On one particular hand I was three off the button, and there were two limpers in front of me. I looked down at 2h2c and limped for $10. I had everyone covered, with most players around $1000. A loose player to my left limped, and the button, a somewhat new player who had shown considerable skill in one previous hand, raised to $25. A raise this small is very unusual and can only really hope to knock out the two blinds. Nobody is going to fold a hand they limped with. Sklansky and Miller recommend doing this occassionally with speculative hands like Axs in order to "sweeten the pot." This is a strategy I'm quite skeptical of, but it could be what the raiser had in mind here. I also see it a lot with AA because the raiser doesn't want to lose anybody from the pot (another mistake in my view - much better to get as much money in as possible while you are still sure you hold the best hand. Somebody will almost always call a raise to $60 here, probably even $125). The only time I ever make such a small raise pre-flop is when I'm first in and there is a player who likes to raise a lot preflop but won't reraise without a big hand. Raising to $25 with A9s here allows me to see the flop rather than having to face a likely raise to $45. This idea clearly doesn't apply to the button raiser in this hand. I had no clear idea of what he had except that he clearly was not bluffing. I thought his most likely hands were non-face pairs (2-10 or AA). Maybe a suited ace.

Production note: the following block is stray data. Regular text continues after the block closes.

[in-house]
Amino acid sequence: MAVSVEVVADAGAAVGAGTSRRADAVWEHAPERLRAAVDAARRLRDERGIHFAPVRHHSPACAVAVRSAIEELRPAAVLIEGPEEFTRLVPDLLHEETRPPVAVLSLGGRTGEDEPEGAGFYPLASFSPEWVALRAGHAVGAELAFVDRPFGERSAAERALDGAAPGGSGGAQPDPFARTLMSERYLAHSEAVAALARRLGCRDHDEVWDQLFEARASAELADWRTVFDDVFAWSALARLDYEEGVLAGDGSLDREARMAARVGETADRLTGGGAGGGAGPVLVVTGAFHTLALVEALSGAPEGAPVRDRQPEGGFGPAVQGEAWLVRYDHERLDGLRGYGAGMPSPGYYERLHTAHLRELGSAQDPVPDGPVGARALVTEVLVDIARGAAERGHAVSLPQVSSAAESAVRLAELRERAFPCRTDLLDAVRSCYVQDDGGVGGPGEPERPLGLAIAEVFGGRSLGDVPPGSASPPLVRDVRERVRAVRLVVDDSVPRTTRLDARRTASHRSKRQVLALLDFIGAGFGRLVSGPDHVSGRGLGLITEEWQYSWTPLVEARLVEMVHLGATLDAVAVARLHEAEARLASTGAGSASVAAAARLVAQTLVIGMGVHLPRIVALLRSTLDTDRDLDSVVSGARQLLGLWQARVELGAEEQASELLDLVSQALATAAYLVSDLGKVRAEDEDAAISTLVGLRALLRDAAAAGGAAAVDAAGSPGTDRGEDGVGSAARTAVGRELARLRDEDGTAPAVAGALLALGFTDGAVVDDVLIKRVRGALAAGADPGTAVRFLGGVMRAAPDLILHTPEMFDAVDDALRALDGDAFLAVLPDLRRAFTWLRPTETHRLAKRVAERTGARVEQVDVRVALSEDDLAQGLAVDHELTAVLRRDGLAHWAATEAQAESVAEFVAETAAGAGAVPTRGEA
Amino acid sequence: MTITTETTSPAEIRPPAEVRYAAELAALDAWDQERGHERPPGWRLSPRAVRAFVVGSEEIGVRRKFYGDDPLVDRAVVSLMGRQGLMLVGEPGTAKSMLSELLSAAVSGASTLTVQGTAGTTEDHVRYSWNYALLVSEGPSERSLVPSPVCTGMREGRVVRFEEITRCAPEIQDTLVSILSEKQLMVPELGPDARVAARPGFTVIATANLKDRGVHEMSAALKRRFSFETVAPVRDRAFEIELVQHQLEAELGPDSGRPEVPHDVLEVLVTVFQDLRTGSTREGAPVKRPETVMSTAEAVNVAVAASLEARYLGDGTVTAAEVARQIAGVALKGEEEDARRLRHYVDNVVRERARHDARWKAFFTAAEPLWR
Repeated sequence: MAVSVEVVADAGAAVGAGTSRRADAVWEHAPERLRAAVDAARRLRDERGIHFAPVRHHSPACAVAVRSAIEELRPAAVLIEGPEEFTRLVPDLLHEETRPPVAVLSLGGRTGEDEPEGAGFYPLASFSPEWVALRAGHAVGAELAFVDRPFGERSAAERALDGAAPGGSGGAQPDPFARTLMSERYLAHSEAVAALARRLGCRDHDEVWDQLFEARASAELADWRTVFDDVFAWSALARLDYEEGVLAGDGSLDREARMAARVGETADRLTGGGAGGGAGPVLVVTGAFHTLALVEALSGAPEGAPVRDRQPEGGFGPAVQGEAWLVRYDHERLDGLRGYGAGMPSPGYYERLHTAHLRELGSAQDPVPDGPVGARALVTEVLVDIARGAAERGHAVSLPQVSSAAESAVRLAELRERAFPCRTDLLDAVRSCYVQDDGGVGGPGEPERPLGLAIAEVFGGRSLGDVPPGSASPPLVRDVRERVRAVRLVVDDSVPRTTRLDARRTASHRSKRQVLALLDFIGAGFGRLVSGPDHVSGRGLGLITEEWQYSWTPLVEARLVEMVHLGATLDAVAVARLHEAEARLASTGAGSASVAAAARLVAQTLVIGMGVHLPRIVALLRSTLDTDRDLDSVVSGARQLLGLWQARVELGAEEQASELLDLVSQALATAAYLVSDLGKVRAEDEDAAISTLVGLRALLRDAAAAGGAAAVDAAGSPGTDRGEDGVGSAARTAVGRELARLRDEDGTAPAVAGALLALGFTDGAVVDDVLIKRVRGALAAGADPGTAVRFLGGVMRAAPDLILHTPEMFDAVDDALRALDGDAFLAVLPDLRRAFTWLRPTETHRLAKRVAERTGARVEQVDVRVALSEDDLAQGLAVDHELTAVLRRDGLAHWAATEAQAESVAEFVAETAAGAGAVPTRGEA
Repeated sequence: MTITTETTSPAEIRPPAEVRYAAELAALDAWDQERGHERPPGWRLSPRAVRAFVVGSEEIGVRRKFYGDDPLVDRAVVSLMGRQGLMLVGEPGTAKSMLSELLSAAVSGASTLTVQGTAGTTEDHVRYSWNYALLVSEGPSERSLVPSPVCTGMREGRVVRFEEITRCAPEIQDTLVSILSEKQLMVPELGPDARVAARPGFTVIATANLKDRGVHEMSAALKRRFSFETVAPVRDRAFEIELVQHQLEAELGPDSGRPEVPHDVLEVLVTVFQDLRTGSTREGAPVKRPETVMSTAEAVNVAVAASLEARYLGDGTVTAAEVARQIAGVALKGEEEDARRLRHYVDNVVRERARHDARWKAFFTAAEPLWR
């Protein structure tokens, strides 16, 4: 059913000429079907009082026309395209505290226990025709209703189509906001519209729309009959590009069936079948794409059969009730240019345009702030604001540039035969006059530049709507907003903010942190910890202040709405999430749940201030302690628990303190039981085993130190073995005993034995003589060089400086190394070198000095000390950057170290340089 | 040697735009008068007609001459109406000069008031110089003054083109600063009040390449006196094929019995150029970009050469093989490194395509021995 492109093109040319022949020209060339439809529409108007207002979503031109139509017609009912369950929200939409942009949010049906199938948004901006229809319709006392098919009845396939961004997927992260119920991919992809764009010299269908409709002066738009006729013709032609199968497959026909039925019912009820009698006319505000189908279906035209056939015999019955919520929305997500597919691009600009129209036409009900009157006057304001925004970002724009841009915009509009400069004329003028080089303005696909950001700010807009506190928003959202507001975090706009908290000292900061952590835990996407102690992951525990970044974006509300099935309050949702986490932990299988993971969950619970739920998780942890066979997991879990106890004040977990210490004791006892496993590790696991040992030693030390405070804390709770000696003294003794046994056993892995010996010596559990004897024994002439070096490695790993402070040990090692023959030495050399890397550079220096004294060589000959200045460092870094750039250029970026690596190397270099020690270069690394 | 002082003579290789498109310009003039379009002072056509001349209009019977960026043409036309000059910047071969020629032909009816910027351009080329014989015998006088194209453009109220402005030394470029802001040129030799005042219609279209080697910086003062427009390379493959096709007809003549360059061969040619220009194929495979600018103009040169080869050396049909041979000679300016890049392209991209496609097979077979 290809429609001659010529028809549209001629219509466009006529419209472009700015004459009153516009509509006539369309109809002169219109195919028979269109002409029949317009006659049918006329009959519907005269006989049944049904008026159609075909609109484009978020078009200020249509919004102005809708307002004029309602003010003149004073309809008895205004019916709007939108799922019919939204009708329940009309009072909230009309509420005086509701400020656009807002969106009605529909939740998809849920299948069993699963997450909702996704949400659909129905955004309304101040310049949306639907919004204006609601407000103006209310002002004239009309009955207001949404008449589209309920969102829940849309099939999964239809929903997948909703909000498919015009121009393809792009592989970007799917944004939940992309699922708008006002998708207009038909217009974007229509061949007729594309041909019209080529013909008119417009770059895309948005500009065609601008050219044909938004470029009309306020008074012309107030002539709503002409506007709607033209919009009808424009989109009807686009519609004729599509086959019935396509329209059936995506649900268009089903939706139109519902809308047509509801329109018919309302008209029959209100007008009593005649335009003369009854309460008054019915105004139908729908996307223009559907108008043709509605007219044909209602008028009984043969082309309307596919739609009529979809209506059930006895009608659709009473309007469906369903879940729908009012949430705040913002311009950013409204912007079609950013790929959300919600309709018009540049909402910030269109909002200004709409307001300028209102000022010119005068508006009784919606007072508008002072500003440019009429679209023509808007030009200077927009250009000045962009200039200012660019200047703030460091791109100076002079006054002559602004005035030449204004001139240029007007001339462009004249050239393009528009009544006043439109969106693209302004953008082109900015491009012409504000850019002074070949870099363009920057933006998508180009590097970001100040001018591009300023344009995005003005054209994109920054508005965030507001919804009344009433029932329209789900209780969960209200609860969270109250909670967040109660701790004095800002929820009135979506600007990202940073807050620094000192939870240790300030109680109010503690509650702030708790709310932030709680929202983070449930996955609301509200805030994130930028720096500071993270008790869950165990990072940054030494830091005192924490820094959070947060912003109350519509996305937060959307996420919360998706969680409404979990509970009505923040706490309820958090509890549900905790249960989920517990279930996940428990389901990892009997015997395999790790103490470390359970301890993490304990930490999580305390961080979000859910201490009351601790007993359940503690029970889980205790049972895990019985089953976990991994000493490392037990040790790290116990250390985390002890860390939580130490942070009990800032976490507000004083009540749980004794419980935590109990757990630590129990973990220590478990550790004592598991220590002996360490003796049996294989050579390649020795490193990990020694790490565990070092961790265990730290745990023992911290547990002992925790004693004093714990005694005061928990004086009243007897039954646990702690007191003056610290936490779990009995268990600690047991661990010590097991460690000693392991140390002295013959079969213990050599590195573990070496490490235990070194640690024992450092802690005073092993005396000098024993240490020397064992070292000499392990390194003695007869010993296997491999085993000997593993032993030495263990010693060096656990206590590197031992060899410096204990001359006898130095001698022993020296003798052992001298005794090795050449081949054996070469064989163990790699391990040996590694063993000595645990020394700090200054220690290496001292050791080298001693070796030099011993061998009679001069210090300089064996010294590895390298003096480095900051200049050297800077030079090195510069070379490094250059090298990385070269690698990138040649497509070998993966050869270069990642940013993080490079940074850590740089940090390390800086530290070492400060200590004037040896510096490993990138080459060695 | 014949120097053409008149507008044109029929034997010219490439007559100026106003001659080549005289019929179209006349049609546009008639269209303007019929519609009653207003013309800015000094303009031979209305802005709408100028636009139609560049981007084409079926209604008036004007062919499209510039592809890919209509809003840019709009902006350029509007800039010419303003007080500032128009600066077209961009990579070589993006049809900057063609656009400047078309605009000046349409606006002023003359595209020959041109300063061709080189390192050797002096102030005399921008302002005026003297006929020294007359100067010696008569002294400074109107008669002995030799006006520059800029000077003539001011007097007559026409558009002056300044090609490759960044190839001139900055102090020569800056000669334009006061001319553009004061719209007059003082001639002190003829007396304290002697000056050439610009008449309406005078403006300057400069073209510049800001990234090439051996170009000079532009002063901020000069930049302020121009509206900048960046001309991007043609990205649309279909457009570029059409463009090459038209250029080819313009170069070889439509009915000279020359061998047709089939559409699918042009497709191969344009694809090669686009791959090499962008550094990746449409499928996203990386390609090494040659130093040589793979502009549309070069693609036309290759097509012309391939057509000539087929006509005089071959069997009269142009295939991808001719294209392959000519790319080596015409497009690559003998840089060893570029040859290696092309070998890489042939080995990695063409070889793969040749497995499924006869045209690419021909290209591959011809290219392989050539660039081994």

Everyone but the small blind called the raise to $25. Minus the $5 rake the pot was $125.

Flop: 2d 7c 9c. Checks around to me. I checked as well, planning to check-raise after drawing a few people in. If there was no bet behind me I may have to fold my hand if one of the many draws hit the board, but I thought the risk was worth it. The next player checked and the button bet $50, another oddly small bet. The next two players folded, so I just called. The two folds made raising less important because I didn't need to worry so much about drawing hands, and just calling might draw in another $50 from the player to my right. He folded. Pot: $225. My opponent has $1025 left.

Turn: Ah. I bet $200. No point in fooling around anymore. If he's afraid of the ace I won't get any more money out of him no matter what I do. Betting is the most efficient way to get the money in. My opponent pushes all-in for another $825. Our two $200 bets plus the $225 pot means my pot odds here are $(825+625) to $825, or about 1.8 to 1. I thought he must have 77, 99, or AA. The only other hand I could imagine were nut club draws or club draws with an inside straight draw. These hands have a lot of outs against me. I have but one out against I higher set. There's also the possibility of A9s or A7s but I didn't think these hands were likely to begin with, and the board blocks half the suited possibilities. (He can only have these 2-pair hands if they're suited in diamonds or spades now.) And of course there's the possibility that he has something much worse that I didn't think of. I considered folding here. My image at the table had to be as a strong player willing to gamble. My opponent seemed good enough to have noticed this, so it's unlikely he is expecting me to fold. The higher sets seemed extremely likely, and the draws had many outs against me. Even the two-pair hands have 4 outs. Despite this, I eventually decided I probably had a good enough chance to justify the call. Although I thought I was very likely beaten, 1.75 to 1 odds is a lot better than 1 to 1. I called, thinking I had about a 45-50% chance to win. My opponent had Ad9d, and he missed his 4 outs on the river.